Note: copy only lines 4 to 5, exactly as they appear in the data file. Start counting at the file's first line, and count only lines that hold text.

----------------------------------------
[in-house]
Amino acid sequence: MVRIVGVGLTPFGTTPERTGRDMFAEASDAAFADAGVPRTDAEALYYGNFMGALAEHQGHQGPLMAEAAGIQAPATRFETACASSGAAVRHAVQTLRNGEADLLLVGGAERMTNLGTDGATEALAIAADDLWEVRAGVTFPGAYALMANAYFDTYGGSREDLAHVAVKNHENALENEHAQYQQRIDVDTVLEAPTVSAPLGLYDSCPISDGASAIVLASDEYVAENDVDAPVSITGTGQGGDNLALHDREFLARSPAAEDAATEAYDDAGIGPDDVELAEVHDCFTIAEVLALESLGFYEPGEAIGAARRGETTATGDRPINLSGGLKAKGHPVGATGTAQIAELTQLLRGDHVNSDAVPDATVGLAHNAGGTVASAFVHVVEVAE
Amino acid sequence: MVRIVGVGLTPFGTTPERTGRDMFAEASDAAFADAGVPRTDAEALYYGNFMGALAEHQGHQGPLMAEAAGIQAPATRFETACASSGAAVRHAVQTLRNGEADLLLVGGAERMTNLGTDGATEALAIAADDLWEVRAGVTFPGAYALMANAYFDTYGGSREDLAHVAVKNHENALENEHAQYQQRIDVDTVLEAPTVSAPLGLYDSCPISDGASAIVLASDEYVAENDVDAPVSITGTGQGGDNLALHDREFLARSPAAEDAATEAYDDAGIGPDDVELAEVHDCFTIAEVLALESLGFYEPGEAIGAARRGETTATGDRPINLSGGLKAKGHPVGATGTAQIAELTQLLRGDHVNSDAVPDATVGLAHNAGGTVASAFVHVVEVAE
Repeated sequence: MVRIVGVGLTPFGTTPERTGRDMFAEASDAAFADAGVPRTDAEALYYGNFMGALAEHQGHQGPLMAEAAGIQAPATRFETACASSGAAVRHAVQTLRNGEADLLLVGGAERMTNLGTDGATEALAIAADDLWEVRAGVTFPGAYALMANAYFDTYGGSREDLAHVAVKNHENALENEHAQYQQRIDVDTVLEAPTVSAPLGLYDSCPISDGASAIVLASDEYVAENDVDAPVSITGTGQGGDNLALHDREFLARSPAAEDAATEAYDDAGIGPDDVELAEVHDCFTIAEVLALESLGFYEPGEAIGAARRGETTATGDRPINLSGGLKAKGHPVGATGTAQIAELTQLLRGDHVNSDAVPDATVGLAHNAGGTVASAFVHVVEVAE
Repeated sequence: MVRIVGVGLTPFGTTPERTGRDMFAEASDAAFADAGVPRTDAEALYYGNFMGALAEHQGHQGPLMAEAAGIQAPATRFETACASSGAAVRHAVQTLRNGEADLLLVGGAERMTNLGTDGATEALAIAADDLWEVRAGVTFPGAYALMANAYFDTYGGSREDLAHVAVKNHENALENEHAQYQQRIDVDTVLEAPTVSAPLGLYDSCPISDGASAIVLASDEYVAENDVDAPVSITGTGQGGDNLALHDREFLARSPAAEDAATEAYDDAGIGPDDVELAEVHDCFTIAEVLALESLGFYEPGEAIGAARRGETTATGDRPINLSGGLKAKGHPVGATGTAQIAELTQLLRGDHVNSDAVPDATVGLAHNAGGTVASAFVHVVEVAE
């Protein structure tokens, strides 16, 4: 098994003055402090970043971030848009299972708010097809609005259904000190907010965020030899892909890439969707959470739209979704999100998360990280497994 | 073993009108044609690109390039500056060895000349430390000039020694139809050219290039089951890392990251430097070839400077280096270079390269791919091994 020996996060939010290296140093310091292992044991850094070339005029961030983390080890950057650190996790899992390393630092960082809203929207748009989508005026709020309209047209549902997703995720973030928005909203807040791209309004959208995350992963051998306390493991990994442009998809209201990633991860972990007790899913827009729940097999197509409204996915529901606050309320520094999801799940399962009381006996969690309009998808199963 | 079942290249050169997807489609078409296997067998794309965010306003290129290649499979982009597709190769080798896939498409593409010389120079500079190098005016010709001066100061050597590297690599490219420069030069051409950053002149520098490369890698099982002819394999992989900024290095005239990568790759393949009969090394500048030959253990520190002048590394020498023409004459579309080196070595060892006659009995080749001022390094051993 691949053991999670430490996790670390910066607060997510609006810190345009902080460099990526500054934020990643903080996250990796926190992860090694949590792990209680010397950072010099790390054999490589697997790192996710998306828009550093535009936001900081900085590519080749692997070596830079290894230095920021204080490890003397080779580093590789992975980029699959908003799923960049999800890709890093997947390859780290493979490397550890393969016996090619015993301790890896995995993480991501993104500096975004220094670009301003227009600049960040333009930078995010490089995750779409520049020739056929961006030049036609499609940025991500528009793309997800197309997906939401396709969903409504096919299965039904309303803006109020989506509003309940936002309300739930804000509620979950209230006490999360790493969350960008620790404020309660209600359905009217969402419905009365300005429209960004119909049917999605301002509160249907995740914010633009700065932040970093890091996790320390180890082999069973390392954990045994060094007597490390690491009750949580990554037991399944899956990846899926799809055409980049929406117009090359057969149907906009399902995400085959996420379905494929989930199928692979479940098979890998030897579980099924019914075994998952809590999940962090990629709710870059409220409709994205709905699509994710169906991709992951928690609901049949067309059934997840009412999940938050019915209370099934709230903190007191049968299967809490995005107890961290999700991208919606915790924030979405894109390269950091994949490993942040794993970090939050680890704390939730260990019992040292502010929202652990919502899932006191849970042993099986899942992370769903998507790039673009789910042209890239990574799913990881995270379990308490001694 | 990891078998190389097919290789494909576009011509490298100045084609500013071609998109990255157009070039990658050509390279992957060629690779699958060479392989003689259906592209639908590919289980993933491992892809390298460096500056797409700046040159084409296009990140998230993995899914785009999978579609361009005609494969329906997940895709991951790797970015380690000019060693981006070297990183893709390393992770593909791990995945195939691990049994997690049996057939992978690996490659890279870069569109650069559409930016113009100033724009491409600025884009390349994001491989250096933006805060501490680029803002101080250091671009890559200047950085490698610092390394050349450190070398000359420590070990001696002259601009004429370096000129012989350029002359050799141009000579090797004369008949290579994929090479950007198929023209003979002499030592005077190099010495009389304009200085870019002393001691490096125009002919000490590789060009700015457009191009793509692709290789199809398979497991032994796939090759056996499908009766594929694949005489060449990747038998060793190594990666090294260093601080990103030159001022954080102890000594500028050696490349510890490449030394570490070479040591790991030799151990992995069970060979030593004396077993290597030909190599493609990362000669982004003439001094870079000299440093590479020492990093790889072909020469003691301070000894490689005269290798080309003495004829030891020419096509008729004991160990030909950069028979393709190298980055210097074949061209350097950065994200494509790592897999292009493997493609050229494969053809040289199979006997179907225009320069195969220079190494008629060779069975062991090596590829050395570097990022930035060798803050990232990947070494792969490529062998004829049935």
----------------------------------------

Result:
Repeated sequence: MVRIVGVGLTPFGTTPERTGRDMFAEASDAAFADAGVPRTDAEALYYGNFMGALAEHQGHQGPLMAEAAGIQAPATRFETACASSGAAVRHAVQTLRNGEADLLLVGGAERMTNLGTDGATEALAIAADDLWEVRAGVTFPGAYALMANAYFDTYGGSREDLAHVAVKNHENALENEHAQYQQRIDVDTVLEAPTVSAPLGLYDSCPISDGASAIVLASDEYVAENDVDAPVSITGTGQGGDNLALHDREFLARSPAAEDAATEAYDDAGIGPDDVELAEVHDCFTIAEVLALESLGFYEPGEAIGAARRGETTATGDRPINLSGGLKAKGHPVGATGTAQIAELTQLLRGDHVNSDAVPDATVGLAHNAGGTVASAFVHVVEVAE
Repeated sequence: MVRIVGVGLTPFGTTPERTGRDMFAEASDAAFADAGVPRTDAEALYYGNFMGALAEHQGHQGPLMAEAAGIQAPATRFETACASSGAAVRHAVQTLRNGEADLLLVGGAERMTNLGTDGATEALAIAADDLWEVRAGVTFPGAYALMANAYFDTYGGSREDLAHVAVKNHENALENEHAQYQQRIDVDTVLEAPTVSAPLGLYDSCPISDGASAIVLASDEYVAENDVDAPVSITGTGQGGDNLALHDREFLARSPAAEDAATEAYDDAGIGPDDVELAEVHDCFTIAEVLALESLGFYEPGEAIGAARRGETTATGDRPINLSGGLKAKGHPVGATGTAQIAELTQLLRGDHVNSDAVPDATVGLAHNAGGTVASAFVHVVEVAE